Occasionally. But, more than that, we invite you to be a regular part of our ongoing operations. Our weekly rehearsals are open to anybody who wants to participate, and if you show up — and if you can read a script — you’ll probably get cast. We hold outside auditions when we’re looking for some additional voices or some specific talents that might be in demand. Keep an eye here for announcements of those kinds or contact us to learn how to be a member!
That depends. What can you do?
No, seriously. We are in most dire need of technical and production staff. Experience is a plus, but not necessary: If you want to learn how to run a sound board, how to set up and break down a sound system, or how to mix pre-recorded voice and music tracks, we’ll be happy to train you. And we don’t even charge for it.
It’s an unequaled opportunity for actors, as well. Only in audio can a middle-aged man who looks like Santa Claus get cast as a romantic lead (“Country of the Blind” and “Throne of Shadows”) or a vicious gunslinger (in our live production of “All Hallows Moon”).
Generally, we write them ourselves. We are fortunate enough to have attracted the attention of a number of professional writers in the Atlanta area, or with close ties here, like Jerry Ahern, Brad Linaweaver, Gregory Nicoll, Gerald W Page, Brad Strickland, and Wendy Webb. In addition, our first head writer, Atlanta playwright Thomas E Fuller, also taught creative writing for Georgia State University: He, and our other established professionals, nurture and encourage a new generation of writers like Ron N. Butler, Daniel and Clair Kiernan, Henry Lee Forrest, William Alan Ritch, Terry Sanders, Kelley S. Ceccato, Dave Schroeder, and Daniel Taylor.
That’s fantastic! We’d love to hear it. But here’s the thing: writing for audio is different from any other kind of writing we’ve ever come across. It’s more story-driven than most television or movies and has a lot less narration and exposition than most books. You can’t lean on special effects, sight gags, or body language. Everything has to be conveyed in the voice or the sound effects.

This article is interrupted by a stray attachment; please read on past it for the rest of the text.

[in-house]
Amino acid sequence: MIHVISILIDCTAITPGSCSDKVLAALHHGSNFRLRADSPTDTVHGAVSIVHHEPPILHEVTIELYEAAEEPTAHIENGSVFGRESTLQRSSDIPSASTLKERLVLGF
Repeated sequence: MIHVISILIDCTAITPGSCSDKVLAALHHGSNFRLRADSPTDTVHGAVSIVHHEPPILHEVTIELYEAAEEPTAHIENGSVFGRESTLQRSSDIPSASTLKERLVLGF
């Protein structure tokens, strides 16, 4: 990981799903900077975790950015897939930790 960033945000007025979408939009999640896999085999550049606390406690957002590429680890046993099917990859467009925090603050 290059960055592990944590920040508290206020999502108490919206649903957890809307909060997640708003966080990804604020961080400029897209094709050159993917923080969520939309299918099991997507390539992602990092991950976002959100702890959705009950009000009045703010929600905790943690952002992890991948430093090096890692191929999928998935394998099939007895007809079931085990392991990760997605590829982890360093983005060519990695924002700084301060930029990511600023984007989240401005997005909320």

Because audio drama is not written as often anymore, it’s rare to find someone who can write it well right out of the gate. Therefore, we have an extensive workshopping process where we will listen to a reading of your script and offer you feedback and suggestions. A successful writer for ARTC will take that constructive criticism and be prepared for a rewrite or two or more before they can expect it to be performed. We’ve workshopped some interesting concepts into really amazing audio dramas in the past and we’d love to do it with yours as well!
Pretty much, yeah, you do. We’re aware that there are many talented people elsewhere. We’re aware that it’s possible to record voice tracks in various remote locations and edit them together later. For rare situations, we’ve done that. In general, though, we perform in the same manner as traditional “old-time radio”: We gather the actors in the same place at the same time, and read through the script in real time, as if we were in front of a live audience. (Which, often, we are.) We prefer to be able to physically assemble the cast for our regular Wednesday night rehearsals as well. That limits us to easy driving distance from Stone Mountain, GA (where we rehearse). Write to us for times and directions.
This goes for writers as well. We’ve tried our workshopping process with writers who aren’t actually present, but the process is usually a dialogue between the company and the writer, and that’s a lot harder when they aren’t physically present. We get asked periodically about whether we accept scripts from outside writers. The process for doing so is as follows: If you are local to the Atlanta area and are available to come to our Wednesday night rehearsals, contact us and we’ll send you directions. After you’ve introduced yourself we’ll set up a time for you to bring your script in.
If you are NOT local, please prepare a one-page synopsis of your story and a one-page sample of dialogue you’ve written. Contact us and let us know of your intention to submit and we will send back instructions for how to submit those samples. If your story intrigues us and your storytelling style fits in with our own presentation style and capabilities, then we will invite you to submit the entire script for consideration and then we’ll go from there. There will almost certainly be revisions requested, so be prepared for that.
On the other hand, if you have a script you want produced and are looking for a production company for hire, contact us and we’ll negotiate rates for the production!
We don’t, generally, although a lot depends on what you can do for us. ARTC is a small-press audio publisher, as well as a 501c(3) non-profit organization, and the money we raise from sales of our productions through mail order or download goes back into the organization to help pay for publicity and fund future productions. Payment for individuals is rare and usually modest.
Someday, we hope. Our contracts allow for the possibility, and break down the percentage points up front against the day that there is actually some cash left over to divide up. Someday we’d love to have an actual employee. You can help us towards that goal with your purchase or you can make a donation!
Please see the About Us page for all the contact information you might ever want!